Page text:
Building out the Research Ecosystem
There are all kinds of stuffy definitions of “ecosystems” in the context of technology solutions. Take this one, for example: “An economic community supported by a foundation of interacting organizations and individuals—the organisms of the business world…”
I prefer to simply think of an ecosystem as a whole that is greater than the sum of its parts. In the case of Reprints Desk, those “parts” are our many partners and solution providers with whom our platform is integrated, creating a truly robust network of point solutions that combine to present a seamless and satisfying user experience. Working together they form something approaching an irreducible complexity—take any one of them out of the picture, and things get noticeably less seamless and satisfying. Let me provide a few examples that show how they build upon one another.
We recently partnered with The Copyright Licensing Agency (CLA), enhancing copyright compliance and providing quick look-up of permissions for Reprints Desk customers with a CLA copyright license. As part of the arrangement, Reprints Desk integrated CLA’s Check Permissions API into the Article Galaxy Widget, our bookmarklet for PubMed, Google Scholar, and many other discovery platforms (more than 70 of them at this point) that, by the way, comprise a significant portion of the ecosystem.
Then there’s the logging into those myriad platforms. Who can possibly keep track of so many credentials? That’s where our partnership with Eduserv’s OpenAthens federation comes in. This is a solution that expands the portfolio of secure authentication tools for Reprints Desk’s Article Galaxy platform, providing a single point of on-demand access to full-text content across science, technology, medicine and other subjects. That’s a pretty useful component of the ecosystem that eliminates the many hassles associated with managing multiple login credentials, particularly as researchers move from one online resource to another.
And as those researchers sort out search results, our integration with Altmetric LLP provides at-a-glance visualization of the attention a particular journal article has received online from the mainstream and social media, public policy documents, blogs, Wikipedia, and scholarly forums, helping scientists to evaluate the reach and influence of research before they buy it.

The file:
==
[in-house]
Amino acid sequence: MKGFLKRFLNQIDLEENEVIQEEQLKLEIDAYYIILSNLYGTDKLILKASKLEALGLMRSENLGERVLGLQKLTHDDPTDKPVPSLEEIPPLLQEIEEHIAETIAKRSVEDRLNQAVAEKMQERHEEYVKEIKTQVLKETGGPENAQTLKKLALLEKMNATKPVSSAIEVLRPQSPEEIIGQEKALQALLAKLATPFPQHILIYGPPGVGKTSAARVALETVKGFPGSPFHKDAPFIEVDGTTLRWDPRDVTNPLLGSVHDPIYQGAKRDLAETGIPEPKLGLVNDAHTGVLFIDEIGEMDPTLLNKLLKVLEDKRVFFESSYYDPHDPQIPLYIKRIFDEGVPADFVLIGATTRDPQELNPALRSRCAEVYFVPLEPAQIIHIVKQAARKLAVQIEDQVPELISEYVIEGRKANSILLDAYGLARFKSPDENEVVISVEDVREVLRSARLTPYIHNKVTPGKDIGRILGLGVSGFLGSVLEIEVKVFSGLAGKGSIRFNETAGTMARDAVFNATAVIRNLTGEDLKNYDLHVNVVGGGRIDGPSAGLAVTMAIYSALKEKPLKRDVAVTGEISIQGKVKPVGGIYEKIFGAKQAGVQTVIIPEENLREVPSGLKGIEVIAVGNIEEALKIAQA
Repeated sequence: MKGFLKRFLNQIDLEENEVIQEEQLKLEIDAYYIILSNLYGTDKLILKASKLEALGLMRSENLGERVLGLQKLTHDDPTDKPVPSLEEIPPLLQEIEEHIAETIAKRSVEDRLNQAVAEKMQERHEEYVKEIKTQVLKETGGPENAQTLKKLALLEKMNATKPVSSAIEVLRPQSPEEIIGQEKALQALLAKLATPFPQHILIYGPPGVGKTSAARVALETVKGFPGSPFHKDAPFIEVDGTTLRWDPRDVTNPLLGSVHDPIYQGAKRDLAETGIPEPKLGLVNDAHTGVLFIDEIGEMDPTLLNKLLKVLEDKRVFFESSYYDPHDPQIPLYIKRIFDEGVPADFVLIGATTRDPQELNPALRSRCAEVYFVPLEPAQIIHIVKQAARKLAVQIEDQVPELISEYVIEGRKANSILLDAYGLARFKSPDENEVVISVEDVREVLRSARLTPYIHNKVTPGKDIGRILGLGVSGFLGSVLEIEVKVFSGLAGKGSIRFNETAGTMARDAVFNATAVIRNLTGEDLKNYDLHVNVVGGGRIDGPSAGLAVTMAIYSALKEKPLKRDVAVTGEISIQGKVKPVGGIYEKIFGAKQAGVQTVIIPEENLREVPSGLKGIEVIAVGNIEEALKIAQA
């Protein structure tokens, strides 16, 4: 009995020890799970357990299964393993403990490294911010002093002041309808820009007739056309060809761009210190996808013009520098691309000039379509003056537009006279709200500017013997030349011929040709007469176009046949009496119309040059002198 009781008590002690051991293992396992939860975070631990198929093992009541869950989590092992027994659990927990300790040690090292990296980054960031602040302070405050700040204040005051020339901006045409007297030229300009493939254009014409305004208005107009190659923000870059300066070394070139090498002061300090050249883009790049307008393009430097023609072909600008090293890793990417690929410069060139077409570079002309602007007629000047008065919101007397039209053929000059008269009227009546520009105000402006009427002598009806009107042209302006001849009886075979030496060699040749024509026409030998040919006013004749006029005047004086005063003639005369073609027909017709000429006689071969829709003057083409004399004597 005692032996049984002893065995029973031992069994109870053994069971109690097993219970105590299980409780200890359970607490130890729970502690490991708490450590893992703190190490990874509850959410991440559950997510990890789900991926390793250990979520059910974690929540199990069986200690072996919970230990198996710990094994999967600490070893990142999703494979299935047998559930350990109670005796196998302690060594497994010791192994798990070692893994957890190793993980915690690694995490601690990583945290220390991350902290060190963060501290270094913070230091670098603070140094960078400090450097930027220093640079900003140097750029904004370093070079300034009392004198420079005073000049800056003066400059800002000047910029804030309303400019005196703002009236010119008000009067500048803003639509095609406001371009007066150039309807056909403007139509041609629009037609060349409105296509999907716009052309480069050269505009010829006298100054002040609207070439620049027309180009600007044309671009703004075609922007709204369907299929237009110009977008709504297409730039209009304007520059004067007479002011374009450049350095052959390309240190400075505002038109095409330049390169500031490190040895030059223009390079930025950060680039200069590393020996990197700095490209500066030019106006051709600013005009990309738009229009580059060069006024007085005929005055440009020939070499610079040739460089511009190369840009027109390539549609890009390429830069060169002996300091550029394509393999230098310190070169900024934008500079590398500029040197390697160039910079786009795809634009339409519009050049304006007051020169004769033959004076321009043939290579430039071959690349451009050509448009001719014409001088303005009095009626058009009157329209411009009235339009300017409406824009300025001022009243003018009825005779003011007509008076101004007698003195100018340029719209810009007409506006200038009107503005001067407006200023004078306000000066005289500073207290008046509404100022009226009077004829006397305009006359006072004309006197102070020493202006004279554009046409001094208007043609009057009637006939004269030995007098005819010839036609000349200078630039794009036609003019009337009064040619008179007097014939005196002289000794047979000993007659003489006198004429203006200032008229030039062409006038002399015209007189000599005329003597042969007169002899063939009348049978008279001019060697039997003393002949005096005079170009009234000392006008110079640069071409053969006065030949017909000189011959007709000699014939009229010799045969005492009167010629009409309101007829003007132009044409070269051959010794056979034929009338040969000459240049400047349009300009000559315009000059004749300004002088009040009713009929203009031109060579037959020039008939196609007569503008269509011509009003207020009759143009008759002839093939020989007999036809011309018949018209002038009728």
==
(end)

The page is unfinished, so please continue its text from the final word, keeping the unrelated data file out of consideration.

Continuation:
When it comes to acquiring the content, our integration with PubMed NCBI’s user interface, for example, makes it easy to send orders for one or more articles from any PubMed search results page. The Article Galaxy Widget is also integrated with Elsevier ScienceDirect and EBSCO Discovery Service, allowing users to extract content from both websites for simplified viewing and a shopping cart-like order experience.
We’re really just scratching the surface here. For everything else—now and in the future—our APIs make easy work of myriad other integrations that help users connect just about every possible dot across the research ecosystem. Beyond this, our network of resellers also contribute to the ecosystem, as they integrate Reprints Desk’s solutions with their own to create unique value-added solutions for their customers around the world.
Lastly, there’s one other aspect of the “stuffy ecosystem definition” that is actually pretty interesting. It reads, “The economic community produces goods and services of value to customers, who are themselves members of the ecosystem.” That’s where you come in. Our customers are the very heart and center of our ecosystem, and the focus of everything we do. If your experience of the ecosystem is incomplete in any way, let us know—we just might have a solution.